Clinical factors associated with total cfDNA plasma concentration and nDNA or mtDNA copy numbers
We subsequently analysed the clinical factors associated with the elevated DNA plasma concentrations. Within both healthy controls and patients’ groups, there were no differences in total plasma cfDNA concentrations, nDNA or mtDNA copy numbers between sexes, age or neutrophil counts (data not shown). Furthermore, the concentrations of all DNA species did not correlate with systolic or diastolic blood pressure of controls and patients with SLE.
At univariable analysis, plasma total cfDNA concentrations as measured by spectrophotometry in patients with SLE correlated with the SLEDAI (r=0.45; p<0.0001), prednisone dose (r=0.37; p<0.001) and proteinuria (r=0.31; p<0.001). At multivariable analysis, the positive correlation of cfDNA concentration with disease activity persisted (adjusted r=0.50; p=0.03).
At univariable analysis of nDNA copy numbers in patients with SLE, there was a weak correlation with CRP (r=0.26; p=0.007). nDNA copy numbers also correlated with the SLEDAI (Spearman’s r=0.24; p=0.014). At multivariable analysis the correlation with SLE activity was no longer present and no other association between nDNA concentrations and any other parameter, except for cfDNA (r=0.40; p=0.04).
mtDNA copy numbers showed a strong univariable and multivariable association with the SLEDAI, but were not predicted by any other parameter in the patients with SLE group (table 2).
Predictors of SLEDAI
We next analysed if the quantification of plasma DNA concentrations could assist in predicting SLE activity. In univariable comparisons (table 3), the SLEDAI was positively correlated with corticosteroid dose (r=0.67), proteinuria (r=0.53), anti-dsDNA autoantibody titres (r=0.33), neutrophil counts (r=0.30) and hypocomplementaemia (r=−0.24). The associations with serum CRP concentrations and the history of serositis were also marginally significant, but with considerably lower r values. Of note, a significant and high correlation coefficient was observed for the association between SLEDAI and total cfDNA (r=0.45; p<0.0001) and also between SLEDAI and mtDNA (r=0.33; p<0.001). nDNA concentrations were however not correlated with the SLEDAI (table 3).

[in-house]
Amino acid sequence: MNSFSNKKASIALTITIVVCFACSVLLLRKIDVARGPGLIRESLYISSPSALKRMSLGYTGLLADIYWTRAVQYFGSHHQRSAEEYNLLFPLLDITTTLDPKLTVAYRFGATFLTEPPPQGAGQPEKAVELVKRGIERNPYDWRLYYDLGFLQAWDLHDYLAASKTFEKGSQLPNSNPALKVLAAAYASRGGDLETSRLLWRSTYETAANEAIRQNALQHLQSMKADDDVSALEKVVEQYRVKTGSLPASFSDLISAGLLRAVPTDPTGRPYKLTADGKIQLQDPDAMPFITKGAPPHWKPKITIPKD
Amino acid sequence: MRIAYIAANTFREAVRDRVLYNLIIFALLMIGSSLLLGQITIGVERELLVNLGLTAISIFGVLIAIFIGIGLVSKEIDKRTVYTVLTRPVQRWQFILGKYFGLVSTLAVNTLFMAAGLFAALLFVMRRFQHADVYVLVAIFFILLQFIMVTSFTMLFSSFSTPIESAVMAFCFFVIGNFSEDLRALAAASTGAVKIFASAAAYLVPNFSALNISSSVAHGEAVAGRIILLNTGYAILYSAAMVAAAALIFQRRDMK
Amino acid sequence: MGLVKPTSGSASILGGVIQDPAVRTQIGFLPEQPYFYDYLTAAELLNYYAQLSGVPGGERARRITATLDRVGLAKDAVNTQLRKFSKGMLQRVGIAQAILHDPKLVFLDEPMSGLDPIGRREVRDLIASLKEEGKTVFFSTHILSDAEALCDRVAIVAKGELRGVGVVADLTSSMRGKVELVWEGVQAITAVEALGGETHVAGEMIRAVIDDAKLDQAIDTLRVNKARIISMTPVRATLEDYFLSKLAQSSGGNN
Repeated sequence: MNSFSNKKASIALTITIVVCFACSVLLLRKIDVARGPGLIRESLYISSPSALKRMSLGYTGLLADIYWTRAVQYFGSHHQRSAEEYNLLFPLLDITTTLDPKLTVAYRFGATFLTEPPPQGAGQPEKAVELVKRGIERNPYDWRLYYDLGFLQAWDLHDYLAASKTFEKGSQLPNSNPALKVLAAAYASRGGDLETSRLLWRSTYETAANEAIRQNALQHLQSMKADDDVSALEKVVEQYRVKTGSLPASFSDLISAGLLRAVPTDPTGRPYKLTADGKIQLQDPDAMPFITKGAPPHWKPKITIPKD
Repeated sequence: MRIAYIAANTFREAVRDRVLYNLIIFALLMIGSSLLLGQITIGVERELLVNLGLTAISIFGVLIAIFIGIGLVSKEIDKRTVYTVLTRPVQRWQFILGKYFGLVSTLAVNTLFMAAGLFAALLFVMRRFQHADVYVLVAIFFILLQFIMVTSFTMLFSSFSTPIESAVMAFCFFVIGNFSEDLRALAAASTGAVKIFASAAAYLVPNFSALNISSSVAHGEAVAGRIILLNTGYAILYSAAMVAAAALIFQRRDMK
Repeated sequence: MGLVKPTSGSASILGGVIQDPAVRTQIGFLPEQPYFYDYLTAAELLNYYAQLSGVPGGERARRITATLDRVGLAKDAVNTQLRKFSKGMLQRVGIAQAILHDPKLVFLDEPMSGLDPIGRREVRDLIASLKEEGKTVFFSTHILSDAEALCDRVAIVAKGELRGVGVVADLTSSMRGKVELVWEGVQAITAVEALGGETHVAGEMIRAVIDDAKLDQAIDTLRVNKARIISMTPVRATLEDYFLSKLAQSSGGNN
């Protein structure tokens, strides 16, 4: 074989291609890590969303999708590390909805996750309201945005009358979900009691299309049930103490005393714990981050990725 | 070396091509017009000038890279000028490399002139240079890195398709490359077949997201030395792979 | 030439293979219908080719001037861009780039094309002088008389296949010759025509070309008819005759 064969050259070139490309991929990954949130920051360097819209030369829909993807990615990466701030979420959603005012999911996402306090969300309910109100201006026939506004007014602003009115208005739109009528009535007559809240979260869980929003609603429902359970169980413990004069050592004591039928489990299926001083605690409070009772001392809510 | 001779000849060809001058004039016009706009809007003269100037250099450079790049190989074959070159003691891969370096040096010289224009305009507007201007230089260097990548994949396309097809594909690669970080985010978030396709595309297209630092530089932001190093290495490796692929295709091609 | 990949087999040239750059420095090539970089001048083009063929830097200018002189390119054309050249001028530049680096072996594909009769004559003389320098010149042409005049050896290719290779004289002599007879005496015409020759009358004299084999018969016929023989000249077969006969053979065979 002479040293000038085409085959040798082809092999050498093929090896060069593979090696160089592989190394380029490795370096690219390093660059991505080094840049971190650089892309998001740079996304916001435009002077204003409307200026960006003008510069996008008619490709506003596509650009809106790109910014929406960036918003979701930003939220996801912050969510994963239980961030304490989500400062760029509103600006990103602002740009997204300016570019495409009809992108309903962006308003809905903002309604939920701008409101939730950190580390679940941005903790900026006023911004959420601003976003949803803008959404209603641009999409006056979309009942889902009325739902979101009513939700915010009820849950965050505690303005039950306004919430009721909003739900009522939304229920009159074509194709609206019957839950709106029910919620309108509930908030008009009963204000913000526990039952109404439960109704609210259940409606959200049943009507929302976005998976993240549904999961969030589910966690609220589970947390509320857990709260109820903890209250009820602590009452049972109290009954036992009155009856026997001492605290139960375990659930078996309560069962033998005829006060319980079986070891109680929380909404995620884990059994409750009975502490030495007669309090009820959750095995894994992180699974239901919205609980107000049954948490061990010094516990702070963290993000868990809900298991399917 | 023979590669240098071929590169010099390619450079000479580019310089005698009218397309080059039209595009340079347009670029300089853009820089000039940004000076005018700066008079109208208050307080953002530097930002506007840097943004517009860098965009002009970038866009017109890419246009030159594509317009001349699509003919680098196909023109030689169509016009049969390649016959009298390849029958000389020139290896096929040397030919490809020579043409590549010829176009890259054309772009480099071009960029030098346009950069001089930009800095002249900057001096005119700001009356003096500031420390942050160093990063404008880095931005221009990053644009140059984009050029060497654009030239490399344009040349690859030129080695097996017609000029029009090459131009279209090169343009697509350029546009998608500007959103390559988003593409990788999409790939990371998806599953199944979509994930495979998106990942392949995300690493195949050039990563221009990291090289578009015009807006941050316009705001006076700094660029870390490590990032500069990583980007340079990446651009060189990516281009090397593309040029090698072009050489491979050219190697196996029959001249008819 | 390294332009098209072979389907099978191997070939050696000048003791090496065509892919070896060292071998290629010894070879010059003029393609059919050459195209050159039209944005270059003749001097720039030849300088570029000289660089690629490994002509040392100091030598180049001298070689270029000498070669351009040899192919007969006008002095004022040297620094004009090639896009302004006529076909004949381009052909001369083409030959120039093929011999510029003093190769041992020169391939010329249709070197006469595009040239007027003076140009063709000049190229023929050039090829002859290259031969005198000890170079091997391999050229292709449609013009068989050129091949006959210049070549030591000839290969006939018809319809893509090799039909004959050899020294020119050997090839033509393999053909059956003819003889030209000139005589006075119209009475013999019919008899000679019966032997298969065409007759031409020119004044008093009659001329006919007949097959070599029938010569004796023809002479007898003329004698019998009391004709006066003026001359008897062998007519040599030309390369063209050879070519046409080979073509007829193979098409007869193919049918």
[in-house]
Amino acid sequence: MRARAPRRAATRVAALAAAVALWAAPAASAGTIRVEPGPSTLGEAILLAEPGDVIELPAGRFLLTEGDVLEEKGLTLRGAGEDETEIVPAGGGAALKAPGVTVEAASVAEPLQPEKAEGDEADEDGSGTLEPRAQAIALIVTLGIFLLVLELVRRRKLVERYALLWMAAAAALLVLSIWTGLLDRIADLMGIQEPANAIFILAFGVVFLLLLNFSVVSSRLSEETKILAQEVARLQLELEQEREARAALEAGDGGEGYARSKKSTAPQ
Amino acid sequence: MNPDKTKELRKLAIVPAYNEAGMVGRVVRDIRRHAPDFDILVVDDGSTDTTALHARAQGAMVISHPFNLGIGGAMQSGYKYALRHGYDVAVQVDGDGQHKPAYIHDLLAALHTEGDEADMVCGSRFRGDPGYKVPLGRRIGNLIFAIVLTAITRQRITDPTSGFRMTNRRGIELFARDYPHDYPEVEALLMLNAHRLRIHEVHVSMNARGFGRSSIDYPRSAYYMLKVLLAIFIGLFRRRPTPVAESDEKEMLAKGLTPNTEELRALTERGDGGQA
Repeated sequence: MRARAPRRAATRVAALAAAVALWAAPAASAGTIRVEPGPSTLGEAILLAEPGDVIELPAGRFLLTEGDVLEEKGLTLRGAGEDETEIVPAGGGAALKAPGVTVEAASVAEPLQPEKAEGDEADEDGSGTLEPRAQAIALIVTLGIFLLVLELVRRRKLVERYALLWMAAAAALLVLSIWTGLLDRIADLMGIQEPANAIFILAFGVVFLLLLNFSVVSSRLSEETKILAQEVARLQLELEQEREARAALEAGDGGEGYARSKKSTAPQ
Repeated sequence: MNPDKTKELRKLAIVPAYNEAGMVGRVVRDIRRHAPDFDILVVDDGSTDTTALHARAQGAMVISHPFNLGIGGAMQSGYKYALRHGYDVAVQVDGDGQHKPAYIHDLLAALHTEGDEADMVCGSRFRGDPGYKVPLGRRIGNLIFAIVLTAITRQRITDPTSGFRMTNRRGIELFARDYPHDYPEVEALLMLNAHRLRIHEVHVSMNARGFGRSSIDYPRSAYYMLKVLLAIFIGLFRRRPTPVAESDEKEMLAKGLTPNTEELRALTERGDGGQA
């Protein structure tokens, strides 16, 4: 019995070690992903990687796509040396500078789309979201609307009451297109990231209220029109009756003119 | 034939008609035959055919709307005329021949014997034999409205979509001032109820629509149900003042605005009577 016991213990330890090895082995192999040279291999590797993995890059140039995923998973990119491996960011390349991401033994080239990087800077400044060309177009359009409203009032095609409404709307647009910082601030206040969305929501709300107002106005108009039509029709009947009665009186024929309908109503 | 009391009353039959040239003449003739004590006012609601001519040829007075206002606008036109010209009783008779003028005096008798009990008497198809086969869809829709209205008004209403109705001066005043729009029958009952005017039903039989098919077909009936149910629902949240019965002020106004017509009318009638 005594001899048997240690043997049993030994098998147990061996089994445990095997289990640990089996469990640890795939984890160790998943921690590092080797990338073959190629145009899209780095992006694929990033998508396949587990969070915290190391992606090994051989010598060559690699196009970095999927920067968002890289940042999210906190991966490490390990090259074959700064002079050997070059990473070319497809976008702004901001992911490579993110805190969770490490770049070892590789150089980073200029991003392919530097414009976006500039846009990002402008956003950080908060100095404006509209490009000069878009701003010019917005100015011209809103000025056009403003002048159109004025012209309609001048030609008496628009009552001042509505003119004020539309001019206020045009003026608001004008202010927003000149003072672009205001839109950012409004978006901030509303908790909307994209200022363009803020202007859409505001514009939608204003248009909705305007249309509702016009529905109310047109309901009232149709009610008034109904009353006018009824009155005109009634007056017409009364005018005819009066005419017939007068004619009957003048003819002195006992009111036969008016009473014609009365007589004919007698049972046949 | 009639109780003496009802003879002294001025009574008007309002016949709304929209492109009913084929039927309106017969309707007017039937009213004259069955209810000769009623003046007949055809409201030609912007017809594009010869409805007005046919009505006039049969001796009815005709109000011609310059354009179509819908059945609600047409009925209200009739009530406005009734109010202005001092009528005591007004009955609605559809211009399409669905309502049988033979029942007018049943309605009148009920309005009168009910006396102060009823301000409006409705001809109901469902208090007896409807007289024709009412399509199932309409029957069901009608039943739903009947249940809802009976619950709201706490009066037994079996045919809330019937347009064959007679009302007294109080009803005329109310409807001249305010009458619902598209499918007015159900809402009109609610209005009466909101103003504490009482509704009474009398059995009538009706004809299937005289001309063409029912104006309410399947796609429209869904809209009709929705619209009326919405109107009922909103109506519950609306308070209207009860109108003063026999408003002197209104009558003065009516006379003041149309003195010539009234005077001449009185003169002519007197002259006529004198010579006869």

A multivariable evaluation of all variables with a p value below 0.1 in the univariable analysis was conducted. Only mtDNA concentrations (p<0.0001), prednisone dose (p<0.0001) and anti-dsDNA-antibody titres (p=0.002), but not total cfDNA, remained covariates of SLE disease activity, generating an adjusted r value of 0.78 (table 3). Even when comparing healthy controls with patients with SLE without any SLE activity (SLEDAI 0), the ability of mtDNA quantification to identify patients with SLE was high (sensitivity 81.8%, specificity 83.9%, AUC=0.89, p<0.0001).
Thirty-three patients with SLE had follow-up visits (median time of follow-up: 8.0 months; IQR: 6.5 months). We therefore examined if the longitudinal changes in plasma mtDNA levels in patients with SLE also correlated with the evolution of the SLEDAI at follow-up. A robust correlation was noted (r=0.55, p=0.001); cfDNA and nDNA in contrast did, however, not correlate with the evolution of SLEDAI over time (figure 3A–C). Moreover, there was neither a correlation between the longitudinal evolution of C3 and C4 levels and SLEDAI changes, nor between auto-dsDNA antibody titre and SLEDAI changes (figure 3D–F).
We lastly assessed, if the calculation of the ratio of mtDNA and nDNA copy numbers in each plasma sample provides clinically useful information. The median mtDNA/nDNA ratio was 1.8 (IQR: 4.4) in control individuals, and 15.4 (IQR: 27.6) in patients with SLE (p<0.001). Although the mtDNA/nDNA ratio distinguished patients with SLE from healthy persons with a sensitivity of 78.6% and a specificity of 87.5% at ROC analysis, the mtDNA/nDNA ratio did not correlate univariably and multivariably with any of the patients with SLE disease characteristics and laboratory parameters. These results indicate that the simultaneous determination of mtDNA and nDNA does not provide a diagnostic advantage over measuring mtDNA copies alone.